Gratitude expresses an appreciation that what you have has been given to you, and that what you have you have not earned. And so when targeted towards God it is absolutely fitting. Not only for life and breath and health, but in being who I am with the gifts and talents I have, whatever they may be. The gifts I have are gifts, I was born with them. Gratitude is just an obvious and reasonable response.
But at the same time gratitude is also a very dangerous thing. Because especially when gratitude is expressed between people, there is often an undercurrent of wanting to repay what has been given.
If someone goes out of their way to help me, helps me move house or gives me a lift, there is often the sometimes unconscious desire to repay their generosity. To make sure I’m there to help them out in a way and with an enthusiasm I wouldn’t have towards the average person who needed a hand. Or to make sure I give them a lift next time we’re carpooling somewhere.
Often unnoticed and often below the surface of gratitude is the desire to repay the debt and clear the balance. And maybe that’s a good thing and maybe not. But if that undercurrent slips into our gratitude to God it is an extraordinarily dangerous thing.
Two reasons come to mind as to why it’s dangerous:
1) It’s deluded.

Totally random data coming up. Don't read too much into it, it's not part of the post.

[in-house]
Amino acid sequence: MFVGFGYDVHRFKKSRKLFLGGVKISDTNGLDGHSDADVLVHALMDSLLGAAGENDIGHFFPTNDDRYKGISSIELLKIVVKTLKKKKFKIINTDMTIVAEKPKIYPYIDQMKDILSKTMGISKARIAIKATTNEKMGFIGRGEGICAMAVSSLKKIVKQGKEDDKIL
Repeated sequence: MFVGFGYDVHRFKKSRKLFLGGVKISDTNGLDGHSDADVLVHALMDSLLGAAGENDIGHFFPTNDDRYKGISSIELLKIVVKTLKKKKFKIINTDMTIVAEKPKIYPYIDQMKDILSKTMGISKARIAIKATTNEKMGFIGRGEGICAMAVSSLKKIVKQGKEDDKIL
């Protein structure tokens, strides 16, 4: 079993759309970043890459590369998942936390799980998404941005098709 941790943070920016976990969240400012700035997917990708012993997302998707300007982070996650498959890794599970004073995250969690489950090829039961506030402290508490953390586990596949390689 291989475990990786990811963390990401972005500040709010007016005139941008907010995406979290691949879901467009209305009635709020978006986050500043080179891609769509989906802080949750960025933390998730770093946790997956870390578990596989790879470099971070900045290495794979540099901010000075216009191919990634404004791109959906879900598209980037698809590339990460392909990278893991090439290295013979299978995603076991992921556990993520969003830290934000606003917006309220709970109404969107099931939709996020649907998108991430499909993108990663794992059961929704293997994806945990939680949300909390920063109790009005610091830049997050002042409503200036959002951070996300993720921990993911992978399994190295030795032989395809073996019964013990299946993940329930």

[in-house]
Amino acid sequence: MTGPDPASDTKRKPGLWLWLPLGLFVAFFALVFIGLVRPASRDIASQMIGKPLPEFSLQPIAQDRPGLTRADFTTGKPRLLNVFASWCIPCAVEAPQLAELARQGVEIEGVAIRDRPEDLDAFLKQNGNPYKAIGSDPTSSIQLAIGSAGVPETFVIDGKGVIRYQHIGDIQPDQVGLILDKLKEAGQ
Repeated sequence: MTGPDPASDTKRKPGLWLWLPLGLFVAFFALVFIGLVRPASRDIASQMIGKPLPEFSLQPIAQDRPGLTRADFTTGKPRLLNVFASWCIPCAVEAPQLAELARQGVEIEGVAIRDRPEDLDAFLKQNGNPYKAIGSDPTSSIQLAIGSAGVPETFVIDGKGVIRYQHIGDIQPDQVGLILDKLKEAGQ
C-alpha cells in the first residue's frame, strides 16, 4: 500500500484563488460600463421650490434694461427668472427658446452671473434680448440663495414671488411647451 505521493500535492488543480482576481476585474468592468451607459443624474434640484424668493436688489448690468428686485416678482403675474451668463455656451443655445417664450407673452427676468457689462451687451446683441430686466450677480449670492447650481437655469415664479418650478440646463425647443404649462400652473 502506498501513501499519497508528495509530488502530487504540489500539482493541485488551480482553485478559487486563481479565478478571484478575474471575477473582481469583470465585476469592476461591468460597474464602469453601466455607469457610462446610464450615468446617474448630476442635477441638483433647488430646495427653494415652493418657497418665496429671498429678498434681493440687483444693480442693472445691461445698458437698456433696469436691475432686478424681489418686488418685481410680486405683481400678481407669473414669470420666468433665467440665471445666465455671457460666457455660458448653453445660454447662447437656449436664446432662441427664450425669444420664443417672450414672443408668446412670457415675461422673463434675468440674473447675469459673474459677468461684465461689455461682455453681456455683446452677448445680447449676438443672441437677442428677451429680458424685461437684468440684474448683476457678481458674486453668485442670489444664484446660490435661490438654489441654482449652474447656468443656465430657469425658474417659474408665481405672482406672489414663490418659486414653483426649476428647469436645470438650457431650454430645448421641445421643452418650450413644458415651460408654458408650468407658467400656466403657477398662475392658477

It’s not even possible to pay God back. Not simply because the debt is too big – although it is – but because even in the very act of service towards God you are drawing on resources that God is giving you. So whatever action it is you are doing to repay him only puts you more in his debt.
Peter puts it like this in 1 Peter 4:
10 Each one should use whatever gift he has received to serve others, faithfully administering God’s grace in its various forms. 11 If anyone speaks, he should do it as one speaking the very words of God. If anyone serves, he should do it with the strength God provides, so that in all things God may be praised through Jesus Christ.
If anyone serves he should do it with the strength that God provides. Whenever you serve it is using the strength that God provides because he’s the one who keeps your heart beating and decides when it will stop.
So it’s actually not possible to repay him and when you think you are it is only obscuring the true reality of the situation.
2) It’s prideful.
It takes a lot of humility to admit that you’re in a situation that you can’t get out of and where you aren’t able to help yourself in any way. And so to be able to contribute somehow and to somehow not be as completely dependent isn’t as rough on the ego and isn’t as confronting to our sense of self-sufficiency.
But in the end all that is pride. God offers salvation free of charge, completely by grace, never to be earned. All we do is put aside our mirage of self-sufficiency and receive the gift by faith.
And so gratitude is appropriate because it’s a gift. But gratitude can be a dangerous trojan horse if lurking within is a desire to somehow repay or contribute to the gift.